Google On Web Workers / WebAssembly & Google Search

Jul 30, 2021 • 7:21 am | comments (0) by twitter | Filed Under Google Search Engine Optimization
 

Another super interesting and totally geeky aspect to the latest Search Off The Record podcast was Martin Splitt of Google giving a master class on Web Workers and WebAssembly. Specifically how they work and how Google Search thinks about them.

This part starts at the 9:43 minute mark into the podcast below and lasts until 25 minutes in. Martin really gets into it and honestly, a lot of it is above my head. So listen to it here:

Here is how this started where Martin said:

Back in 2018 when I joined, I did a bunch of tests around our JavaScript capabilities. And one of the things that I tested was web workers. And web workers are basically just a way to have like multi-threaded code on the web and off-load some stuff from the main thread. I'll explain all of these lovely words in a moment. I see big eyes here.

And I noticed that in rendering web workers don't really work the way that you would expect them to work. And that's normally fine because very few people are using them. And even fewer people are using them for content related things. But Giacomo Cecchini, I hope I didn't butcher your name Giacomo, if you're listening to this, recently tweeted out that specific question. Like, since 2018 no one has caught up on this? Like, no one has noticed that behavior? And he ran a few tests, apparently, and he noticed that the behavior is different from what you would expect. And asked me a question about it. And I'm like, oh, here we go.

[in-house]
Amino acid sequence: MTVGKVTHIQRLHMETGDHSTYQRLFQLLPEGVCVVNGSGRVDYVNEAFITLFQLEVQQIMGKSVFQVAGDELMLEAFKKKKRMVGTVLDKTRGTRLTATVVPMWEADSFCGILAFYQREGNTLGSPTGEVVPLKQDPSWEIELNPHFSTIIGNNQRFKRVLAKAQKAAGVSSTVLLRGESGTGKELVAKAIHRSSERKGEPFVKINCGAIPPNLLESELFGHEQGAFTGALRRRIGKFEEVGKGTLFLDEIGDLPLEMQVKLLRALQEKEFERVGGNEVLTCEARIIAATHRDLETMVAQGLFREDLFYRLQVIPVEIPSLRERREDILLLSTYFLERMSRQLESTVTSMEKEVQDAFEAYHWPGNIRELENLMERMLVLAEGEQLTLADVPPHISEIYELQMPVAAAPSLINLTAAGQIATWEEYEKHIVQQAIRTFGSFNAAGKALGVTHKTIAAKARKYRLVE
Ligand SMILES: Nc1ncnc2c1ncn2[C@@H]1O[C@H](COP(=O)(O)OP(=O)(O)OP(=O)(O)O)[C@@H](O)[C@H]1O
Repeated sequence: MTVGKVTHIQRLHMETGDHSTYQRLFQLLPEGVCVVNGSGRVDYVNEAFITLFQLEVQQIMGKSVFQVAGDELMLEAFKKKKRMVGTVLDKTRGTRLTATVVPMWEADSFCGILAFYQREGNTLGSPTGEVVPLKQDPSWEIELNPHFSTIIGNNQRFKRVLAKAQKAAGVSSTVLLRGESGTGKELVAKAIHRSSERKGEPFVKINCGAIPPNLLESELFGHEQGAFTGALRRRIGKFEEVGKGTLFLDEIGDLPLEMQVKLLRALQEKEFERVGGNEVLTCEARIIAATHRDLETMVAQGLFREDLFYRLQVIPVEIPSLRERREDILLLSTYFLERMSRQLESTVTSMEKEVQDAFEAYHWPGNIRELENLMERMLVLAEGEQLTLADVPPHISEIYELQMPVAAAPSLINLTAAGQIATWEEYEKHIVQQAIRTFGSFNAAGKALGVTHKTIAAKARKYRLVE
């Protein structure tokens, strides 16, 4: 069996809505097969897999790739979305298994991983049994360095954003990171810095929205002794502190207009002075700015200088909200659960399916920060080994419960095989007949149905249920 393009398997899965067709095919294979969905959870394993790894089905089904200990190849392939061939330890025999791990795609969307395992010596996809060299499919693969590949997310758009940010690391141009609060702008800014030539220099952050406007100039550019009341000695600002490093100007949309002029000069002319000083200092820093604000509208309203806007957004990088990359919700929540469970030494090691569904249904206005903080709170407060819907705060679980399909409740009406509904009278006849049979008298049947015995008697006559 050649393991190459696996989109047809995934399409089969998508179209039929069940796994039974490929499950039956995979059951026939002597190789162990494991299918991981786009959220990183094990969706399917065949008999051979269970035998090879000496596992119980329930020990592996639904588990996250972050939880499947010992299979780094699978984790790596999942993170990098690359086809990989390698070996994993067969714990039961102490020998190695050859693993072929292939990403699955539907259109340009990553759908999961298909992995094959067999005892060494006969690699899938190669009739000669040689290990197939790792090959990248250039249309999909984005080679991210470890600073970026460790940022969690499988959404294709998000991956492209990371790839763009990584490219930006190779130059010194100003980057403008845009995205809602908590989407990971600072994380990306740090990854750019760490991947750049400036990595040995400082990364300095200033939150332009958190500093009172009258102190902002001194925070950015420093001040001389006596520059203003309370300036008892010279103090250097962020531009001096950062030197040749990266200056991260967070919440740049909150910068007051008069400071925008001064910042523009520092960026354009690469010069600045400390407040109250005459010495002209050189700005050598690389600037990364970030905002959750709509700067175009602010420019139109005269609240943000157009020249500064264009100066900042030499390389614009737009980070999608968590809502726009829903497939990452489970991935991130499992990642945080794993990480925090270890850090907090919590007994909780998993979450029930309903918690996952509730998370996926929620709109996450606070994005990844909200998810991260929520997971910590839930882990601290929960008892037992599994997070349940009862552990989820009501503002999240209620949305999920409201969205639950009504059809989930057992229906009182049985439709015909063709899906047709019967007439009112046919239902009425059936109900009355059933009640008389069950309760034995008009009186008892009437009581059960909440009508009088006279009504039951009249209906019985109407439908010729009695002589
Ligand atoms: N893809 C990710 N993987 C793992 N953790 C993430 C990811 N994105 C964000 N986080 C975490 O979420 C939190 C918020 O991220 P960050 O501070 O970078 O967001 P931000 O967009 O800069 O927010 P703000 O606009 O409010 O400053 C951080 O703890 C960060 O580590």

This is interesting because I talked to the rendering team. And the rendering team is like, Yeah, but is anyone really using it for anything where Google bot would need to run the web worker properly? And I'm like, I don't think so. But I would love to hear from the community if they have considered using web workers and then not done it because they wanted to do something that involves the content? And they found out that it doesn't work super well in rendering? Because I wonder if it really is a problem? I don't know, to be honest.

He goes on to explain why developers use this and maybe how Google reacts to it all. It is a pretty interesting conversation and I recommend technical SEOs give it a listen.

Forum discussion at Twitter.

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